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Oscars 2016: Sam Smith congratulated himself on an LGBT milestone he didn’t achieve

Alex Abad-Santos is a senior correspondent who explains what society obsesses over, from Marvel and movies to fitness and skin care. He came to Vox in 2014. Prior to that, he worked at the Atlantic.

Sam Smith was part of one of the biggest upsets of the 2016 Oscars.

The singer-songwriter won Best Original Song for Spectre's "Writing's on the Wall," beating out "Earned It" from 50 Shades of Grey and "Til It Happens to You" from The Hunting Ground — and then followed his win with an inelegant, erroneous, and self-congratulatory speech.

Before the winner of Best Original Song was announced, many expected Lady Gaga to win because Vice President Joe Biden had introduced her, and her live performance of "Til It Happens to You" was both heartbreaking and spellbinding. (Smith warbled during his own live performance.) Plus, it looked like "Writing's on the Wall" was an underdog, because "Earned It" was the biggest commercial hit of the bunch, and Radiohead had produced an unofficial theme for Spectre that some consider better than Smith's.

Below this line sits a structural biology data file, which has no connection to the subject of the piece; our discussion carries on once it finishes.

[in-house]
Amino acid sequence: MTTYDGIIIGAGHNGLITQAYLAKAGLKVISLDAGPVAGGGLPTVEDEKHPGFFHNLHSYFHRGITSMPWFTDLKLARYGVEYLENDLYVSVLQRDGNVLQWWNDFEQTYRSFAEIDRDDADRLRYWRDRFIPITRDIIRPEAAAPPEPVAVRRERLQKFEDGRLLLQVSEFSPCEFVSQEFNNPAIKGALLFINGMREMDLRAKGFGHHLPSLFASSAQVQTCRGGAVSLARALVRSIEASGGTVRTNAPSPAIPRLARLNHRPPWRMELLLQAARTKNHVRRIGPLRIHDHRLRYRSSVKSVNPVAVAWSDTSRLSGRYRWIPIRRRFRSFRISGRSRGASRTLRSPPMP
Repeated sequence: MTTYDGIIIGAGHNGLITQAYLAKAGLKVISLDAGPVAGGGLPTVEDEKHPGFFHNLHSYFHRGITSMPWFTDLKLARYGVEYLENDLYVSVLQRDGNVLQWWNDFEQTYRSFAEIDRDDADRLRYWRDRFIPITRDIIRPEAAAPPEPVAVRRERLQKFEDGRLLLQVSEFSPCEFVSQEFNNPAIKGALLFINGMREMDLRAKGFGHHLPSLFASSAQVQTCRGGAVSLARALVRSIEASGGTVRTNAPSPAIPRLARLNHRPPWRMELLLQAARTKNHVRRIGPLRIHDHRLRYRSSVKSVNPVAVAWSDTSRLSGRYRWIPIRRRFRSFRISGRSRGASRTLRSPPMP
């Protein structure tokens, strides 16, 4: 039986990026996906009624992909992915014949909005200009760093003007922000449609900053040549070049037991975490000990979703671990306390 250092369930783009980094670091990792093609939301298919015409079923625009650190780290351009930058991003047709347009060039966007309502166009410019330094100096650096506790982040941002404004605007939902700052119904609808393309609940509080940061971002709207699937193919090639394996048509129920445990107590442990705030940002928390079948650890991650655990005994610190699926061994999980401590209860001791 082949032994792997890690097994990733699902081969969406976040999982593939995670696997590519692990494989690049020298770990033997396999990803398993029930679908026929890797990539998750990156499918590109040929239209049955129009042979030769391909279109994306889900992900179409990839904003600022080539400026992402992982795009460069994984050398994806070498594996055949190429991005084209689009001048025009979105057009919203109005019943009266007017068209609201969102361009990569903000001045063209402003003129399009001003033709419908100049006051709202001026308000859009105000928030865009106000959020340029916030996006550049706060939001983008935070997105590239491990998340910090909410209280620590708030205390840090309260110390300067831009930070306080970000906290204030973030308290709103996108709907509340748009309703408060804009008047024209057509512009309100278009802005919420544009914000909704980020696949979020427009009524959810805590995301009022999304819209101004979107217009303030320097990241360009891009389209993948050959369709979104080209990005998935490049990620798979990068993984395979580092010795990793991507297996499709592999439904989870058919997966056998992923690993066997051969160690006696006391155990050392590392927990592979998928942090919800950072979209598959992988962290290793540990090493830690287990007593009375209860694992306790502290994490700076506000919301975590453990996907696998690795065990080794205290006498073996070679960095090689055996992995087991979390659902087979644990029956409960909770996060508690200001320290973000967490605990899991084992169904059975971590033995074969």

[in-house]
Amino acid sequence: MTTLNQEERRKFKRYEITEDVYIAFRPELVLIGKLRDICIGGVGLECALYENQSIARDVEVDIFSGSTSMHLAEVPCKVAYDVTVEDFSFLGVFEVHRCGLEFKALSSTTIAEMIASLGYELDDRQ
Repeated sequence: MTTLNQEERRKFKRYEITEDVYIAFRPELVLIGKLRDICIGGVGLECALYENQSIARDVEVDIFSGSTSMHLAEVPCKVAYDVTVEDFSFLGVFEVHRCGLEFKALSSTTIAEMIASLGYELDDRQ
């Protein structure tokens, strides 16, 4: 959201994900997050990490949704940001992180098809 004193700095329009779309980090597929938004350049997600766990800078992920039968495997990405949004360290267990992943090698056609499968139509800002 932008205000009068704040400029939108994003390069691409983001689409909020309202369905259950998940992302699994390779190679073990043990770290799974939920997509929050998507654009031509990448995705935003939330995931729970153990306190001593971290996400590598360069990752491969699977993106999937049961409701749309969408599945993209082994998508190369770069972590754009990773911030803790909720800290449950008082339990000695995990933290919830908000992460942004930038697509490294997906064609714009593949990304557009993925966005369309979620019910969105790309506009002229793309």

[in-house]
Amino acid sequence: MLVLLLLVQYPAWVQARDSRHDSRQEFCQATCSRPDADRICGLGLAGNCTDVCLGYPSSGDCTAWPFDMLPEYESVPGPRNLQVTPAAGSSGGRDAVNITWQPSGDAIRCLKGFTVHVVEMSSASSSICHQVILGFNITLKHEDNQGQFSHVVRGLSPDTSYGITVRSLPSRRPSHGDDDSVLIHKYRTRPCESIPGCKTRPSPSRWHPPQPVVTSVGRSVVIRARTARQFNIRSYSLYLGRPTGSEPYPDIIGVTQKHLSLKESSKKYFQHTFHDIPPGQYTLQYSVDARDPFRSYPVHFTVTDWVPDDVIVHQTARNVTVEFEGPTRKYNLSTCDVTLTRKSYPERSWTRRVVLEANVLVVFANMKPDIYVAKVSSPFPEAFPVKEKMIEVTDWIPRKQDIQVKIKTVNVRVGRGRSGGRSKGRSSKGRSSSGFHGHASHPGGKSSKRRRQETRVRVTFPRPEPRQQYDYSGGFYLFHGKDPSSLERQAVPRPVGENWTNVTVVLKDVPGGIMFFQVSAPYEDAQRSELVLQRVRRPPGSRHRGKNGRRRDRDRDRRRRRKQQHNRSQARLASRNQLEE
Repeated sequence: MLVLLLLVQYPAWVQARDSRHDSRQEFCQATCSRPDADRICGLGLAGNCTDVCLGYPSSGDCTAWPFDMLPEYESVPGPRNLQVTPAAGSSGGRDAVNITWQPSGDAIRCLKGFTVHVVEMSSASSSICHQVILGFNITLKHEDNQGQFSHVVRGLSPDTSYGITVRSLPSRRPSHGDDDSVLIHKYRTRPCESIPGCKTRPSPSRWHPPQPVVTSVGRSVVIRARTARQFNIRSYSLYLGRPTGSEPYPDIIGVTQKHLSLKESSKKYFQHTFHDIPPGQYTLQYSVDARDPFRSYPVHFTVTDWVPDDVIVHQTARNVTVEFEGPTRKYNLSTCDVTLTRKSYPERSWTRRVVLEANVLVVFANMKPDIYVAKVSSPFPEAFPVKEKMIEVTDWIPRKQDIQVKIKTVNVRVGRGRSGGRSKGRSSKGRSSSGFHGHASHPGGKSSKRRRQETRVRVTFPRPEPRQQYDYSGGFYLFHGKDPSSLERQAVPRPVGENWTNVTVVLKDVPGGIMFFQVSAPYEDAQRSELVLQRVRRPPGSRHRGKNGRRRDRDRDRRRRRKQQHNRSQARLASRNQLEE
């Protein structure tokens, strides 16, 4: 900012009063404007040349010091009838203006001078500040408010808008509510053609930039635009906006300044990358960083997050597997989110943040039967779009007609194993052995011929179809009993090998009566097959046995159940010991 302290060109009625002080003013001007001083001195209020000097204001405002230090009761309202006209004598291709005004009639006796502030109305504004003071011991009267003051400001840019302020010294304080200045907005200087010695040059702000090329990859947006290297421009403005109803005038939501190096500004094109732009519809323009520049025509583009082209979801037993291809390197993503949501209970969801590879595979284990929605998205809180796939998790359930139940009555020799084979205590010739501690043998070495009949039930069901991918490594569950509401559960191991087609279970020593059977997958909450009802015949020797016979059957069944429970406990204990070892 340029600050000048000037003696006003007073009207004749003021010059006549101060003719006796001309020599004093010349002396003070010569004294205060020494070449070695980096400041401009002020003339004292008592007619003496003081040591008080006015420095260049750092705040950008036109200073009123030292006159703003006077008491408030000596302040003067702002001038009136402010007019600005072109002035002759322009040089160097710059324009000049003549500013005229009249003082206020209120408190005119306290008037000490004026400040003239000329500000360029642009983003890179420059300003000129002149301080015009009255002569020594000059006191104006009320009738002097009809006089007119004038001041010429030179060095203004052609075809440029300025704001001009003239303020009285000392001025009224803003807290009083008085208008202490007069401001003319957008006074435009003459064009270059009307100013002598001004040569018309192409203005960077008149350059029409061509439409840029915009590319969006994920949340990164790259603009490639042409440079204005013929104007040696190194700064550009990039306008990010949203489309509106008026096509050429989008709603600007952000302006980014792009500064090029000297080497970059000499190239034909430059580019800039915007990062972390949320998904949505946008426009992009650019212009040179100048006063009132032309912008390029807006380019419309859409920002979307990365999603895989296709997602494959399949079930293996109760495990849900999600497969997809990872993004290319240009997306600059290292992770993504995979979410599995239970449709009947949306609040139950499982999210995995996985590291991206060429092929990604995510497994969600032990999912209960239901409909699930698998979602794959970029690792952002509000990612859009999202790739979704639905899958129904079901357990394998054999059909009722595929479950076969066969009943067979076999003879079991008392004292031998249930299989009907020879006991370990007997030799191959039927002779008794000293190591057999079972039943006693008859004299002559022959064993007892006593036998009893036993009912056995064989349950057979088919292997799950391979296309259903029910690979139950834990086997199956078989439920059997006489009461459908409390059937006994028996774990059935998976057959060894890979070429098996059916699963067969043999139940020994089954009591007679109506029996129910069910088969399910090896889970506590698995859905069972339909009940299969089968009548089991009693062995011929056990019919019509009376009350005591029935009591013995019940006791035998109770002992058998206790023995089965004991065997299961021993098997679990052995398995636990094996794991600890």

Nevertheless, Smith won and then launched into an acceptance speech that seemed tone-deaf. Smith stated that he'd read an article about Sir Ian McKellen in which McKellen said no openly gay man had ever won an Oscar.

Smith then continued, "If this is the case, even if it isn't the case, I want to dedicate this to the LGBT community all around the world. I stand here tonight as a proud gay man."

Smith was essentially saying that he was the first openly gay man to win an Oscar. But he got his facts wrong and misconstrued McKellen's point. McKellen had been referring only to openly gay actors not winning awards.

Smith didn't have to make a speech about LGBT history at the Oscars. And it probably wasn't his intention to diminish the work of Elton John and Stephen Sondheim, two gay men who have both won Oscars for Best Original Song. Or the work of Howard Ashman, who won two Oscars for Best Original Song prior to his death from AIDS complications in 1991. Or the work of Dustin Lance Black, who won for screenwriting in 2009 for Milk. Or the work of Melissa Etheridge, a gay woman who won Best Original Song in 2006.

But in order to talk about a struggle like the LGBT struggle for onscreen representation and do it justice, you have to understand and acknowledge the past and the pioneers who came before you. And if Smith wanted to make a speech about breaking new ground, he could have easily looked up past Oscar winners. But in this moment it seemed like he didn't care enough to do so, and it showed.